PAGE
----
I suspect this is a really silly question but for the life of me, I am unable to figure out how to define a function that creates all the permutations of a given list. I know I can use the Permutation function but I wanted to code for myself. I remember doing it in school, where I used C++. I tried implementing the same recursive algorithm in Mathematica as well but I am just unable to do so. Any help would be much appreciated.

PS: I have tried using loops and NestedList but unfortunately I am not clever enough to make it work it would seem.

Edit:To be honest I wanted to see if there is a way to see how built in functions are coded in Mathematica but I suspect that is proprietary information.


2 Answers 2


I wouldn't use this as an example to learn functional programming in general or the Wolfram Language. But since you asked, I'll give an honest example of what a quick implementation would look like for me:

insertAtAllLocations[lst_, val_] := 
 Map[Insert[lst, val, #] &] @ Range[Length@lst + 1]

insertAtAllLocations takes a list and a value and returns a list of all possible lists where val has been inserted. Take a look at the output of:

insertAtAllLocations[Range[3], "a"]

Now we can define permutations recursively. If we have the permutations for a list of length n-1 we can build the permutations for a list of length n by running insertAtAllLocations on all permutations of length n-1.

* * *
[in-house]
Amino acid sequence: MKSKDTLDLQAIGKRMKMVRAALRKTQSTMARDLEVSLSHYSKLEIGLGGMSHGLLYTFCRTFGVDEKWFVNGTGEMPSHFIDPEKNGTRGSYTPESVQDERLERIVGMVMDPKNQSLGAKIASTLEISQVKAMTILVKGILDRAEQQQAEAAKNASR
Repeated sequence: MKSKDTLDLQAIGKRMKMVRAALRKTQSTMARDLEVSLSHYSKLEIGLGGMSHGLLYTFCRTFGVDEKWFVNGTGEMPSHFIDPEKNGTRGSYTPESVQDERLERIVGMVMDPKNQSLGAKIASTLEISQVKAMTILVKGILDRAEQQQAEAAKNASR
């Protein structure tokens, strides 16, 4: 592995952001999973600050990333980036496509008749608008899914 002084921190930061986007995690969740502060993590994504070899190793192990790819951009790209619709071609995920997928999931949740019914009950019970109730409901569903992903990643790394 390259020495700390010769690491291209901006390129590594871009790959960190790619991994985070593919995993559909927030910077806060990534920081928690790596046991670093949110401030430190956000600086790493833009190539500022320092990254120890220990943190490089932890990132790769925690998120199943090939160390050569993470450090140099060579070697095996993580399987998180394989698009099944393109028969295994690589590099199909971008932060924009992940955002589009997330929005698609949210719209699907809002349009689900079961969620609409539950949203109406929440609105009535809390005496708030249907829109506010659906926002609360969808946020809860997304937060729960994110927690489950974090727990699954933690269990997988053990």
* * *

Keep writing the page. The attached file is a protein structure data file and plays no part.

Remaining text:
permutations[1] := {{1}}

permutations[n_] := 
 Flatten[#, 1] &@
  Map[insertAtAllLocations[#, n] &]@
   permutations[n - 1]]

Compare permutations[4] // Sort and Permutations[Range[4]

  • $\begingroup$ That is excellent thank you so much! I understand it is not the way to learn functional programming but I just put it in my head i needed to figure it out and I couldn't. Thank you for the explanation! $\endgroup$
    – Sisko
    Nov 5, 2019 at 22:24

Using recursion

perm[L_, 0] := {{}};
perm[L_, n_] := Join @@ Table[a~Join~{b}, {a, perm[L, n - 1]}, {b, Complement[L, a]}];

perm[Range[9], 9] == Permutations[Range[9], {9}] // AbsoluteTiming


{1.57136, True}

Using Nest

perm[L_, n_] := Nest[Join @@ Table[a~Join~{b}, {a, #}, {b, Complement[L, a]}] &, {{}}, n]
perm[Range[9], 9] == Permutations[Range[9], {9}] // AbsoluteTiming


{1.57021, True}

Faster version using Meta-programming and Compile. It is worth noting,compiling into C code also takes time. related link Permutations[Range[12]] produces an error instead of a list

perm[n_, k_] :=
 Module[{X, cf, ans},
  X = Symbol["x" <> ToString[#]] &;
  cf = {Array[X, k], 
     Table[{X[i + 1], 
       If[Or @@ Table[X[i] == X[j - 1], {j, 2, i}], 0, 
        Evaluate@If[i < k, n, 1]]}, {i, k}]} /.
    {A_, {iter__}} :>
     Compile[{{x1, _Integer}},
      Module[{B = Internal`Bag[Rest@{0}]},
       Do[Internal`StuffBag[B, A, 1], iter];
       Internal`BagPart[B, All]~Partition~k],
      RuntimeAttributes -> {Listable}, CompilationTarget -> "C", RuntimeOptions -> "Speed"
  Print["Executing time: ", First[AbsoluteTiming[ans = Join @@ cf[Range[n]]]]];

perm[9, 9] == Permutations[Range[9], {9}]


Executing time: 0.0468677

If you feel a little confused, you can start with following code

Flatten[Table[{x1, x2, x3, x4},
  {x1, 4}, 
  {x2, 4},
  {x3, If[x2 == x1, 0, 4]}, 
  {x4, If[x3 == x1 || x3 == x2, 0, 4]}, 
  {x5, If[x4 == x1 || x4 == x2 || x4 == x3, 0, 1]}], 4] == 
  • $\begingroup$ This is quite the thorough explanation thank you so much! $\endgroup$
    – Sisko
    Nov 6, 2019 at 11:25

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